War Admiral: Man o'War's Greatest Son
By Jenny Kellner
War Admiral was Man o’ War’s best son even though he looked nothing like his massive, coppery red father. With a sleek, mink-brown coat and a short, choppy stride that was deceivingly efficient, the little colt stood just 15-2 hands tall – a full hand shorter than his sire -- and became known to his fans as The Mighty Atom, or simply The Admiral.
He was high-strung individual, according to his exercise rider Tom Harbut, who said he “would jump three times every time you took him out." Owned by Glen Riddle Farm, trained by George Conway and ridden by Charles Kurtsinger, he came off a solid two-year-old season to win all eight of his starts at 3, becoming the first Triple Crown winner to go unbeaten in his sophomore year..
He began his three-year-old campaign at Havre de Grace, winning an allowance and the Chesapeake Stakes and earning the favorite’s role for the May 8 Kentucky Derby. After War Admiral delayed the start for eight minutes, he cantered home a 1 3/4-length winner over two-year-old champion Pompoon, and boarded a train for Baltimore that same evening.
Neville Dunn, sports editor for the Lexington Herald, wrote: "A little brown horse that takes after his mammy in size but runs like his daddy charged to victory in the 63rd Kentucky Derby... and he won so easily, so effortlessly, that 65,000 fans nudged one another in the ribs and said, 'I told you so! I told you that War Admiral could run like Man o' War'.'"
The following Saturday in the Preakness, Pompoon proved a much tougher rival, but Samuel Riddle’s colt prevailed after a thrilling stretch duel to win the second leg of the Triple Crown by a head.
The Belmont was the easiest race of the series, as he won by three lengths over Sceneshifter, but it came at a price. Acting up at the start, repeatedly crashing through the gate and delaying the race for almost nine minutes, he stumbled at the break, slicing off a piece of his right front heel. He left behind a trail of blood and beaten rivals as he clipped a fifth of a second off his father’s track record for a mile and one-half, winning in 2:28 1/5, and cooled out dead lame. Conway said the following day, "I don't see how he can be brought back to the races before fall, and even that is doubtful.”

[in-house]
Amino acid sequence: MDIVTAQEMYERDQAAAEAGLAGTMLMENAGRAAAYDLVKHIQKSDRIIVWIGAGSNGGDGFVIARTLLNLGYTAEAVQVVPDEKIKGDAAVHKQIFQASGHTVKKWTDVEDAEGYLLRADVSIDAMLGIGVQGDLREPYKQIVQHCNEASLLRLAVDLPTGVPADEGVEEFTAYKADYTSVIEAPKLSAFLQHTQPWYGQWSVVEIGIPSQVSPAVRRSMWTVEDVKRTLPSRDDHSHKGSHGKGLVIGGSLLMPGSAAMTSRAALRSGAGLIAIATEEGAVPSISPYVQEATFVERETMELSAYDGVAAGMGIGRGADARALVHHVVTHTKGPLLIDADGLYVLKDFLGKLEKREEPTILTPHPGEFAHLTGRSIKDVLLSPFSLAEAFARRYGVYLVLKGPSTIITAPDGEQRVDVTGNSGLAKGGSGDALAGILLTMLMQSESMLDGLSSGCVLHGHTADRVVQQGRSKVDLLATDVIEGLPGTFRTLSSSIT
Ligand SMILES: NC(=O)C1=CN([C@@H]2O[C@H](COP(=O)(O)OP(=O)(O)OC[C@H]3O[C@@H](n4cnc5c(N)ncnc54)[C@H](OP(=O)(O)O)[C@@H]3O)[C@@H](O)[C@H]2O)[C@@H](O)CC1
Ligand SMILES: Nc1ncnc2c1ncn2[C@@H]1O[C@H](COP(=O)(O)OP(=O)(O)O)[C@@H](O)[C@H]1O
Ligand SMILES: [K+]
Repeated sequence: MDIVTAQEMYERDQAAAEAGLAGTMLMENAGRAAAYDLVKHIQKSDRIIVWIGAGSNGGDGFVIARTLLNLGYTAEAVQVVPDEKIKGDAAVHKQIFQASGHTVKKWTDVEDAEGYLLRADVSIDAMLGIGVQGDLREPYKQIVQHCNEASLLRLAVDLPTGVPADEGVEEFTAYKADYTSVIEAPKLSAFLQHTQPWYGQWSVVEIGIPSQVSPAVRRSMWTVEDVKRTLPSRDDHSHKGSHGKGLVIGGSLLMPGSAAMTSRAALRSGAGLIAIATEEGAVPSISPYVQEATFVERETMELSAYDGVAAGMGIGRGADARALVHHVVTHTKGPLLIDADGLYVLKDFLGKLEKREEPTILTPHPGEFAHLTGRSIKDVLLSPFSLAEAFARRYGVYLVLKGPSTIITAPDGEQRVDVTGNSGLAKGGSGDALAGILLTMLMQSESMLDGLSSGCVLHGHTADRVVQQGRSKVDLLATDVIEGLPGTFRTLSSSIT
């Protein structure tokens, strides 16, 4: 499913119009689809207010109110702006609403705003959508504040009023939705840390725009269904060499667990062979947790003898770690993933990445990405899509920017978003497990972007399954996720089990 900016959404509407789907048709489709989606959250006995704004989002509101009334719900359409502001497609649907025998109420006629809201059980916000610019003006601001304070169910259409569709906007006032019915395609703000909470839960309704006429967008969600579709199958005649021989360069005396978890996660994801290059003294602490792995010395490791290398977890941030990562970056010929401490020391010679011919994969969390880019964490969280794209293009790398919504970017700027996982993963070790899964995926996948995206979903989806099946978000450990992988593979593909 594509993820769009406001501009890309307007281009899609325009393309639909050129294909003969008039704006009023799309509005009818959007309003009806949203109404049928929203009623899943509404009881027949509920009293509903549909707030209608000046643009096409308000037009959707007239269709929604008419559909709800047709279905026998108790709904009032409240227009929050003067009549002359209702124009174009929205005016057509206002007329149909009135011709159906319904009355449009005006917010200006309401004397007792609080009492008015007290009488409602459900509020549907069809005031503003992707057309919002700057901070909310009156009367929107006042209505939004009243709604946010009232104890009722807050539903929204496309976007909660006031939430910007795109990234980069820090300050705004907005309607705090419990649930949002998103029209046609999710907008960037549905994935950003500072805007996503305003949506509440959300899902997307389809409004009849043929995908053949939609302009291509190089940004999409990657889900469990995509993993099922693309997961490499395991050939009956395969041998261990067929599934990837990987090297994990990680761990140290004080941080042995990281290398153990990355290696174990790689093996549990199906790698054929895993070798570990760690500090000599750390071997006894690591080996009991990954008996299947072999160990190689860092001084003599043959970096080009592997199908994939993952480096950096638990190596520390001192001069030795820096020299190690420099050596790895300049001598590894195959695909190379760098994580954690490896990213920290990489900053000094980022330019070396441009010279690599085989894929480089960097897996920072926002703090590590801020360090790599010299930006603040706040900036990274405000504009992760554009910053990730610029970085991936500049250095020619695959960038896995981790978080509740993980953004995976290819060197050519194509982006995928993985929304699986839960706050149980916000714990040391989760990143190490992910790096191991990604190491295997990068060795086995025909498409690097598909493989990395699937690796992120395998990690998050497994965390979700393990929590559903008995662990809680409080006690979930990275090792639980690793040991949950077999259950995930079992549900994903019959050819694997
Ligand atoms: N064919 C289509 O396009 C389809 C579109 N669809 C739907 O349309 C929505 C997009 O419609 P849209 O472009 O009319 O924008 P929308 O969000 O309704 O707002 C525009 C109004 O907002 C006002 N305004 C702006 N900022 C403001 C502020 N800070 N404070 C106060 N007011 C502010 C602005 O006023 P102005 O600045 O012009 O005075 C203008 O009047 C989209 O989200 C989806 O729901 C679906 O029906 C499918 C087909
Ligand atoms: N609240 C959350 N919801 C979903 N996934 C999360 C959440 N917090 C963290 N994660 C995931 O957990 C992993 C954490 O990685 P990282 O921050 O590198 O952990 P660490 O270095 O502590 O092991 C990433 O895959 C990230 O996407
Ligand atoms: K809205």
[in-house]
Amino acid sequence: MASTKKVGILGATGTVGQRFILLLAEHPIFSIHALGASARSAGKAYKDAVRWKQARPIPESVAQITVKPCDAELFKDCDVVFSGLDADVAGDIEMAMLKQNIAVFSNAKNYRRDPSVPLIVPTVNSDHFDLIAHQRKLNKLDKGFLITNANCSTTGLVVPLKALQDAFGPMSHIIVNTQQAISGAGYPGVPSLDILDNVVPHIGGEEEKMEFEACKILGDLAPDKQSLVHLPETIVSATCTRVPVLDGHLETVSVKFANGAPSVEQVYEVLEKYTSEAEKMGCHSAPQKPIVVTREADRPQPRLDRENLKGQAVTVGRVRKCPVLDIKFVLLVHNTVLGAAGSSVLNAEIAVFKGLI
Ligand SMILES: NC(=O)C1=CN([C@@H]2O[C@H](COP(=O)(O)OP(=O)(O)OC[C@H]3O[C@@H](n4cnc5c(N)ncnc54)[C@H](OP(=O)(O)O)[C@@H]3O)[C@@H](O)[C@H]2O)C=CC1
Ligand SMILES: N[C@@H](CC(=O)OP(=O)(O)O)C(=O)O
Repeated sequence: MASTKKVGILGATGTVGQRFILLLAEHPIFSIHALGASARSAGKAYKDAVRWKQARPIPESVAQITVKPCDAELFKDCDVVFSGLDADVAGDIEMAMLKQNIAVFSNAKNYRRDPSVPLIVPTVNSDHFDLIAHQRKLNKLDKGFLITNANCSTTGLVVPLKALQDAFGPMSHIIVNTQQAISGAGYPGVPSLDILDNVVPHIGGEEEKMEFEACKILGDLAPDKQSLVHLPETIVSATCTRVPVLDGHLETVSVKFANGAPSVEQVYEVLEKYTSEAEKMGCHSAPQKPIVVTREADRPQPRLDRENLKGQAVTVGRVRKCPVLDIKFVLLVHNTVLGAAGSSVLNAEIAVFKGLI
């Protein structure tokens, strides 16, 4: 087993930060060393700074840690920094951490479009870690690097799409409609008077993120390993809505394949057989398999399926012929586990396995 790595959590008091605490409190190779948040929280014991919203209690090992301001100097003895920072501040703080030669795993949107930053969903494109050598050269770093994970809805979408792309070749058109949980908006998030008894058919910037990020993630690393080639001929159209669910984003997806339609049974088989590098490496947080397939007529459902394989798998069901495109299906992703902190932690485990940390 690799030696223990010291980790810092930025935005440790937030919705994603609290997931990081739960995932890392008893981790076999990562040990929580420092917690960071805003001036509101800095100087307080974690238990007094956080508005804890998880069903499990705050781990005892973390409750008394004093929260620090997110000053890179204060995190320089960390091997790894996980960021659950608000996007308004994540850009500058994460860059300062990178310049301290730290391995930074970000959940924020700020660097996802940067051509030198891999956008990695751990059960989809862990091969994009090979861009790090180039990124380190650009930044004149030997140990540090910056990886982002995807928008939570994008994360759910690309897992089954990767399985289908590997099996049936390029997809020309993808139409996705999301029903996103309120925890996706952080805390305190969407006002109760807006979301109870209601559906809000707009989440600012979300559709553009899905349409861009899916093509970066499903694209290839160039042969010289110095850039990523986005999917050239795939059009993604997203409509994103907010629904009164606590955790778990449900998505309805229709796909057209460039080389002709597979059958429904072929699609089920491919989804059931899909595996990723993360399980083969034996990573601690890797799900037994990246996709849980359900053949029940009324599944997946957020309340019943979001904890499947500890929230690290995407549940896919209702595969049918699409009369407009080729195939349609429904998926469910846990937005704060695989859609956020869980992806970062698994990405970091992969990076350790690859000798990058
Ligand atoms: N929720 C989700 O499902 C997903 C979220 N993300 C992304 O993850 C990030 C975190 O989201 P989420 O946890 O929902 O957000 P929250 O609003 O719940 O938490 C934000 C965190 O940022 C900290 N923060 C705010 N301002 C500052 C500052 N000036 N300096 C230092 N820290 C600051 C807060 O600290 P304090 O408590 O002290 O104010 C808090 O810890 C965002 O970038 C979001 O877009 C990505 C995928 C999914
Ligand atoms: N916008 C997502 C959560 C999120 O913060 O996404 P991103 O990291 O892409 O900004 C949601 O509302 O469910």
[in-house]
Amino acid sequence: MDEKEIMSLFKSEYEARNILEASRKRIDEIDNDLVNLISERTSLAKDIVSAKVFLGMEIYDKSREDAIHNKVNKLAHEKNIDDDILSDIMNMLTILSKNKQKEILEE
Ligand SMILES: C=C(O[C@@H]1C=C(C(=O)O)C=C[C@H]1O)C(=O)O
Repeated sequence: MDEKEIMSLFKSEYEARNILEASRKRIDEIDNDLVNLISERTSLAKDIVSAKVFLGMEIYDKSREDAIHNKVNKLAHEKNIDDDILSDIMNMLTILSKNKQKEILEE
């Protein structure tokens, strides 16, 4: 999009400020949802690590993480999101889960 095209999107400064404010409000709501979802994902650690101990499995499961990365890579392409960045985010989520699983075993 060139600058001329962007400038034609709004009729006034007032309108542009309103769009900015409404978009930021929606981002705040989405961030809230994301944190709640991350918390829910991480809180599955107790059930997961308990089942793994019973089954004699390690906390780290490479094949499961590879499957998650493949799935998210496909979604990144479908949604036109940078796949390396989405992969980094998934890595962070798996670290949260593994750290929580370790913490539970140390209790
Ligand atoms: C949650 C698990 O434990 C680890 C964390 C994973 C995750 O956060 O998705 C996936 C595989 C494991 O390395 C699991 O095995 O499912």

He did return in October, winning an allowance, the Washington Handicap and the Pimlico Special, to earn Horse of the Year honors with an 8-0 record, and the following year won nine of his 11 starts, losing only the Mass Cap, in which he was fourth, and the famous match race with Seabiscuit in the 1938 Pimlico Special.
Retired after winning his lone start at age 5, War Admiral became a successful sire; included among his many stakes winners were Busanda and Busher. When he died in 1959, he was buried next to his father underneath the famous Man o’ War statue at Faraway Farm near Lexington, KY.
Click here to view the 1937 Belmont Stakes results chart